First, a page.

So, you’re on the fence about whether to cancel your cruise
With the Omicron variant surging, and countless reports of friends, family & co-workers coming down with the “seasonal ick” (COVID, flu, colds), “should I cancel my cruise” direct messages and emails from our friends & cruise loving community are comin’ in hot. Some cruise lines are offering more liberal cancellation policies that are better than ever before. These new policies allow cruise travelers to weigh the decision more thoughtfully. A few years ago, cancelling a few weeks, or even a month before your cruise may not have been possible, even with travel insurance, but now – it’s a very real decision for many cruise travelers.
Yes, while we all hoped we’d be escaping the winter chill with a Caribbean adventure, Panama Canal bucket list cruise, or a swanky week on a shiny new ship, instead, our community is asking “should I cancel my cruise”?
These aren’t new cruisers who are reacting to sensational media reports from cruise-haters who are still using the good old “petri dish” analogy. But rather, experienced cruisers who are simply on the fence (rightly) about how to make the decision to “cruise or cancel” in light of port cancellations, surging cases being reported on cruise ships, and even mass flight cancellations.
We can’t make the decision for you, but we can help you weigh the factors, objectively, to decide “should you cancel your cruise?”.
Should you cancel your cruise?
Here are 5 facts to ponder:
Port Cancellation Tolerance
In light of multiple port cancellations in the Mexican Riviera and the Caribbean this week, you’ll want to ask yourself if missing some, or all of your ports will cast a shadow on your total cruise experience. If the idea of a cruise with no port stops sounds okay to you, you may consider sticking with your cruise plans and enjoying a reduced capacity sailing.
While we aren’t experts, it seems that cruise passengers are more likely to cancel their cruise plans during this season of change, which may result in quiet, low occupancy cruise experiences, which can result in better service, and an overall unique once-in-lifetime cruise vibe.
These low capacity sailings won’t last forever. Should you cancel your cruise if your ports are going to be altered or cancelled? That’s up to you, but be aware – it could happen.
If missing ports, however, will “ruin” your cruise, postpone for a later date, when the risk of these cancellations is lower.
Flight Arrangement Flexibility
Can you fly in to your cruise port at least 1-2 days prior to your cruise?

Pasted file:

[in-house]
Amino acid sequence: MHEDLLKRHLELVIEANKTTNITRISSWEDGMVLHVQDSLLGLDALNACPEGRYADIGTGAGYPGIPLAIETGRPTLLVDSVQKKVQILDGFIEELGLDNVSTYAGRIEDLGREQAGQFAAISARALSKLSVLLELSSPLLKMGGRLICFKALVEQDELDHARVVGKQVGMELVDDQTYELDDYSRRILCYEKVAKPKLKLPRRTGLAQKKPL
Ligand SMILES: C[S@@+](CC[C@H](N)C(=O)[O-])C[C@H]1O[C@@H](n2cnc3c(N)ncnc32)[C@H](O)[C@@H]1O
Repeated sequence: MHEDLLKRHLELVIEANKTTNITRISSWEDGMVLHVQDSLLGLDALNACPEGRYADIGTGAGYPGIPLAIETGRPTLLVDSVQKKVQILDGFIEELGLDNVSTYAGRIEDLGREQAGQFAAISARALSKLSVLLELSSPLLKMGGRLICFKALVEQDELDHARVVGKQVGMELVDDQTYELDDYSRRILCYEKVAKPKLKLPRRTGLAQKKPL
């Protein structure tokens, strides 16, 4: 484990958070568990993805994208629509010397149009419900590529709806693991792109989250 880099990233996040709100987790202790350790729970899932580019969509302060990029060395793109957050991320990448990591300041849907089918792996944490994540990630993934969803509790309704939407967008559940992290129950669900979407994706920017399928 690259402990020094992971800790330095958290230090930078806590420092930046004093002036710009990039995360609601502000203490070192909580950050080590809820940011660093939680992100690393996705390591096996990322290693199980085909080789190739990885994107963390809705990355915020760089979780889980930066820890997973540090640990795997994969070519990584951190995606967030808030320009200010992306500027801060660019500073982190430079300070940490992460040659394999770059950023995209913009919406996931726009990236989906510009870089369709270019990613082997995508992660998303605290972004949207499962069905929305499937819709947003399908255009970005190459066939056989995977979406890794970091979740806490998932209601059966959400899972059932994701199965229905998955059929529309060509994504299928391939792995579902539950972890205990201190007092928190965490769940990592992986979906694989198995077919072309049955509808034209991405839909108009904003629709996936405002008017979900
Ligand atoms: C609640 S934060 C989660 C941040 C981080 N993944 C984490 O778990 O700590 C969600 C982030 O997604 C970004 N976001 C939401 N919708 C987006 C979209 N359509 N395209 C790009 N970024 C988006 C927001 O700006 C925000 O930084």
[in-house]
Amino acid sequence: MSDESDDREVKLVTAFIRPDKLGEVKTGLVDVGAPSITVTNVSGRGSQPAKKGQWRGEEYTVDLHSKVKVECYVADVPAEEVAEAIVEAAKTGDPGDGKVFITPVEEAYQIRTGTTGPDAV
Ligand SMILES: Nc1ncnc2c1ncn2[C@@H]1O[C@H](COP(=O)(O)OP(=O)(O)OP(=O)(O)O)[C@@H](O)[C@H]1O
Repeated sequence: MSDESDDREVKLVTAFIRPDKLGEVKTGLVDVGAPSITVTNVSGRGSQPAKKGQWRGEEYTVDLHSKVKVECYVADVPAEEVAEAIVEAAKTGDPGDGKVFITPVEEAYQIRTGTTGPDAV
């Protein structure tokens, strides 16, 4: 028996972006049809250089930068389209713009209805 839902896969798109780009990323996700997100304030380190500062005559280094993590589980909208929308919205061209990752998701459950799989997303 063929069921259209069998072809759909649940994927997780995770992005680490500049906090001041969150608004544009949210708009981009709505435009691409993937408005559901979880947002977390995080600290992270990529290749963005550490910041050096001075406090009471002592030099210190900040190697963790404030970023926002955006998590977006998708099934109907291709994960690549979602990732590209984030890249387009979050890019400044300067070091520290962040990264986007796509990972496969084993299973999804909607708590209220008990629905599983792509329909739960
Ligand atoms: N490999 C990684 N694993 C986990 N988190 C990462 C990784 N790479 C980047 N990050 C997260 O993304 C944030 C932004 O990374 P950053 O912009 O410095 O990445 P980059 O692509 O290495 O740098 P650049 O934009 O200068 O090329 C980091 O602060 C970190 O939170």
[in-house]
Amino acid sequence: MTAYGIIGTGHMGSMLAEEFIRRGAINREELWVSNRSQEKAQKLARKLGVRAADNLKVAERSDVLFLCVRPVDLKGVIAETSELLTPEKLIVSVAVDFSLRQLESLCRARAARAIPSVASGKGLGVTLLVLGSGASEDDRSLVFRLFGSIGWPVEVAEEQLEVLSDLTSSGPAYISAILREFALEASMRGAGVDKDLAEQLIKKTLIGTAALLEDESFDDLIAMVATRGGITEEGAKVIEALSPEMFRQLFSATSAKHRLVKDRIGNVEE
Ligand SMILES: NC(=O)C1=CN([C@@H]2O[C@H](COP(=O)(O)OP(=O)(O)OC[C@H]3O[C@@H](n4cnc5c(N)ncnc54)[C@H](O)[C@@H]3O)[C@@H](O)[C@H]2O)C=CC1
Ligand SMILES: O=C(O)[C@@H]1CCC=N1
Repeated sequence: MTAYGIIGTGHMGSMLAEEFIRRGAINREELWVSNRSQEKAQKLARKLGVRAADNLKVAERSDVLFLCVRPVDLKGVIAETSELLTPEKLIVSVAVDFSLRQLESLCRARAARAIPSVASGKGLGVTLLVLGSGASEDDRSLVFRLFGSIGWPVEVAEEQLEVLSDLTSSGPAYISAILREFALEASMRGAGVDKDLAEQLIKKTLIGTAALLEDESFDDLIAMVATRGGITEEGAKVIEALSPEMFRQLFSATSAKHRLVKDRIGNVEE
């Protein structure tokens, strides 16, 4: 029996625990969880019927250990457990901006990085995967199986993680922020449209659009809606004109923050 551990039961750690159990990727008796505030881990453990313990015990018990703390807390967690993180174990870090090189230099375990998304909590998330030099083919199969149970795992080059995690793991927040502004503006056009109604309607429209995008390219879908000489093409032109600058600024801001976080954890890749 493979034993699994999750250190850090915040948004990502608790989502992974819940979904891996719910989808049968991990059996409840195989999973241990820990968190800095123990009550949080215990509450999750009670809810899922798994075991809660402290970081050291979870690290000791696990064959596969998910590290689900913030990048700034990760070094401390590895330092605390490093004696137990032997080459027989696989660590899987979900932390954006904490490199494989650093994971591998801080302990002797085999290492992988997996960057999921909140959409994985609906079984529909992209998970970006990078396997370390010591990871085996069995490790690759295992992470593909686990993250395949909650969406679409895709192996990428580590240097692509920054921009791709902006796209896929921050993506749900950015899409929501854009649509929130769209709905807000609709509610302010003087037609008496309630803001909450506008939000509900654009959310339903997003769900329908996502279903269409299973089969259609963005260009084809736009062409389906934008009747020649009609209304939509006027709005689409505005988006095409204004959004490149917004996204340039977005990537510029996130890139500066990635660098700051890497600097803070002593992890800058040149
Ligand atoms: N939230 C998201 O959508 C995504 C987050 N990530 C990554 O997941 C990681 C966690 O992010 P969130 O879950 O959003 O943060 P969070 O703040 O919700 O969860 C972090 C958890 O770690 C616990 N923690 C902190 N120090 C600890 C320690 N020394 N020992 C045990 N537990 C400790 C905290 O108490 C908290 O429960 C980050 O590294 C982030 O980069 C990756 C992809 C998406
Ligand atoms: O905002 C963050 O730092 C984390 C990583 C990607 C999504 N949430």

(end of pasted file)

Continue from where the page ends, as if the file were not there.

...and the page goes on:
With flight cancellations worldwide, many cruisers are fearful that they won’t make it to their cruise on time. If you still plan to cruise, consider flying in earlier than anticipated, or research backup flight arrangements should your airline cancel. While it may be too late at this point in your planning, we also strongly suggest booking your airfare through the cruise line, so you’re covered in the event of cancellations or delays.
Illness & Your Risk Factors
Are you at high risk for needing medical attention if you contract cold, flu, or a COVID-like illness?
If not having access to land-based medical attention, if you become ill, is cause for concern for you and your traveling party, now may not be the best time to cruise. Not because of Omicron and COVID necessarily, but because it’s also flu & cold season, and the time of year when more people tend to fall ill. If you’re flying to port, your chances of contracting something on busy public transportation, in the airport, or on a flight are inevitably higher.
While the odds of getting sick on your cruise may be low, the worry about becoming ill may not be worth it. This is a very personal decision, but of all the factors to consider, this one should be key.
How is this making you feel?
Okay, I know we’re getting a little “woo woo” here, but ANYTIME someone comes to us and ask if they should cancel their travels, this is the first question we ask. Because, while the decision to cancel or keep a cruise may be logical in subjective in some ways, other times, the decision needs to be based on the anxiety and stress the decision itself is causing.
You can ask yourself: Would you feel relief if you cancelled? Would getting a refund and taking the trip later offer you peace of mind? Why did you want to go on this cruise in the first place? Are those factors likely to change, or not?
You may initially experience sadness, anger and regret about making the decision to cancel your cruise, but in two weeks, how will you feel about the decision?
Will your trip be better if you postpone?
In a year from now, will you look back on your cruise experience and say “I’m glad I went on the cruise, even though I wasn’t able to get off the ship”? Or, will your reflection look more like: “I really wanted to see St. Kitts, it’s the only reason I booked the cruise, and I should have postponed until I could get off the ship. I wasted my money, and I’ll never sail with that cruise line again – they ruined my vacation!”
If your feelings align more with the latter, you should consider canceling your cruise, in favor of a time when travel is more stable.
We don’t have all the answers, but we hope we’ve offered you some comfort and some tools to reflect on the difficult decision your faced with. You are NOT alone.
Hang in there cruisers, and remember, before you know it, we’ll see you on the high seas!
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